How to prevent parent admin page from appearring as a child admin page

I am using this code:

add_menu_page($page_title, $menu_title, $this->capability, $menu_slug, $function);

Which is adding top level admin page. When I add:

add_submenu_page( $menu_slug, 'sub menu 1', 'sub menu 1', $this->capability, $menu_slug . '_sub_menu_page_1', $function );

I get not only the desired child page, but also the parent page moves to become a child page of itself.

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Unless I misunderstand the question, this should do the trick:

add_action('admin_menu', 'add_menu_pages');

function add_menu_pages() {
    add_menu_page('Menu Title', 'Menu Title', 10, 'main_menu', 'submenu_1_callback');
    add_submenu_page('main_menu', 'Sub Menu Title 1', 'Sub Menu Title 1', 10,  'main_menu' , 'submenu_1_callback');
    add_submenu_page('main_menu', 'Sub Menu Title 2', 'Sub Menu Title 2', 10, 'sub_menu' , 'submenu_2_callback');

function submenu_1_callback() {
    echo "<h2>" . __( 'Toplevel & Sublevel 1', 'menu-test' ) . "</h2>";

function submenu_2_callback() {
    echo "<h2>" . __( 'Sublevel 2', 'menu-test' ) . "</h2>";


Here’s the easiest way to hide the first sub-menu item.

1) Create admin.css and move it to /[your template dir]/css/

2) Add this to your admin.css:

#adminmenu li#toplevel_page_main_menu li.wp-first-item {
    display: none !important;

3) Add the following code to your functions.php

add_action('admin_enqueue_scripts', 'custom_admin_css');
function custom_admin_css() {
    wp_enqueue_style( 'admin_css', (get_template_directory_uri() . '/css/admin.css'), false, '1.0.0' );

use remove_submenu_page() like this :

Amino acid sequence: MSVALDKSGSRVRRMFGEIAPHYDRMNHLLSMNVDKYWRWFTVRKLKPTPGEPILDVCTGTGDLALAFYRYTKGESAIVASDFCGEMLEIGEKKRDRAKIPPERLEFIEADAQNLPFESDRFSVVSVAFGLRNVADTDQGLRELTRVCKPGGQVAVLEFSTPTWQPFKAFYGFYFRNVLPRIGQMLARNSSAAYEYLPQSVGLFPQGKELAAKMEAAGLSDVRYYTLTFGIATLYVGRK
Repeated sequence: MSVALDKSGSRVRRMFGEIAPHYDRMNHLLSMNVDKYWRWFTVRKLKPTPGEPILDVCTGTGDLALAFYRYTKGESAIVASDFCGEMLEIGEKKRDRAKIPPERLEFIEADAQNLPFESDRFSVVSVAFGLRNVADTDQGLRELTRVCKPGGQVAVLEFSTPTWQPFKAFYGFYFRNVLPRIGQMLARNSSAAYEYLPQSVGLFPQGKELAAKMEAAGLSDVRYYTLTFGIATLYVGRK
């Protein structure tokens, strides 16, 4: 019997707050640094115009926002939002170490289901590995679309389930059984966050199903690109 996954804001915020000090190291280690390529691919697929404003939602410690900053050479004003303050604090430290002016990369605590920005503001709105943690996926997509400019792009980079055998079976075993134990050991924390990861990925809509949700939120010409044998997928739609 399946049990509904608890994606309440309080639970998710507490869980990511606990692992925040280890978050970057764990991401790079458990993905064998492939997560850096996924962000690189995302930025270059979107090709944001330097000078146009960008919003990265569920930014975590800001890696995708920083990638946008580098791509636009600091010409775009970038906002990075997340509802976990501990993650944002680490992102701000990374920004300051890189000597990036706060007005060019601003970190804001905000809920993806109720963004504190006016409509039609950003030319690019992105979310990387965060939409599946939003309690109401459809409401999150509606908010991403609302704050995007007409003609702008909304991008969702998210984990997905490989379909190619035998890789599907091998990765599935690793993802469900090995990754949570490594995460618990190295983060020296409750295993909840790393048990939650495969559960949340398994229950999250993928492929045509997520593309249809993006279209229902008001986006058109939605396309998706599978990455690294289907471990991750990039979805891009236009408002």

function your_add_menu_function() {
  add_menu_page('Menu Page Title','Menu Name','edit_theme_options/others caps...','parent_menu_slug',...);
  add_submenu_page('parent_menu_slug','Menu Page Title','Menu Name','...caps...','sub_menu_slug',...);
  remove_submenu_page('parent_menu_slug','parent_menu_slug'); // pay a attention

ok, parent_menu links to the first submenu page.

The standard trick is to repeat the main menu page as a submenu page, without the menu title (3rd parameter).

function add_menu_pages() {
    add_menu_page('Page Title', 'Menu Title', 'edit_posts', 'main_menu', 'menu_1_callback');
    add_submenu_page('main_menu', 'Page Title', '', 'edit_posts',  'main_menu' , 'menu_1_callback');
    add_submenu_page('main_menu', 'Page Title 1', 'Submenu Title 1', 'edit_posts',  'main_menu' , 'submenu_1_callback');
    add_submenu_page('main_menu', 'Page Title 2', 'Submenu Title 2', 'edit_posts', 'sub_menu' , 'submenu_2_callback');

That will give you

Menu Title
Submenu Title 1
Submenu Title 2

Is there some reason that you don’t just use remove_submenu_page() as applicable to remove the page being added, and then just build (or re-build, as the case may be) your menu structure?

But really, that would be a hack, and the need to use a hack is indicative of something doing wrong that needs to be fixed. For that, we’ll probably need the actual code being used.

add_action( ‘admin_menu’, ‘my_admin_menu’ );

function my_admin_menu() {
add_menu_page( ‘Optins’, ‘Theme Options’, ‘manage_options’, ‘options’, ‘options_admin_page’, ‘dashicons-admin-generic’, 6 );
add_submenu_page( ‘options’, ‘First Sub Options’, ‘First Option’, ‘manage_options’, ‘options’, ‘options_admin_sub_page_first’ );
add_submenu_page( ‘options’, ‘Second Sub Options’, ‘Second Option’, ‘manage_options’, ‘second-option’, ‘options_admin_sub_page_second’ );
function options_admin_page(){


function options_admin_sub_page_first(){


function options_admin_sub_page_second(){


Now you will get something like it, simple :)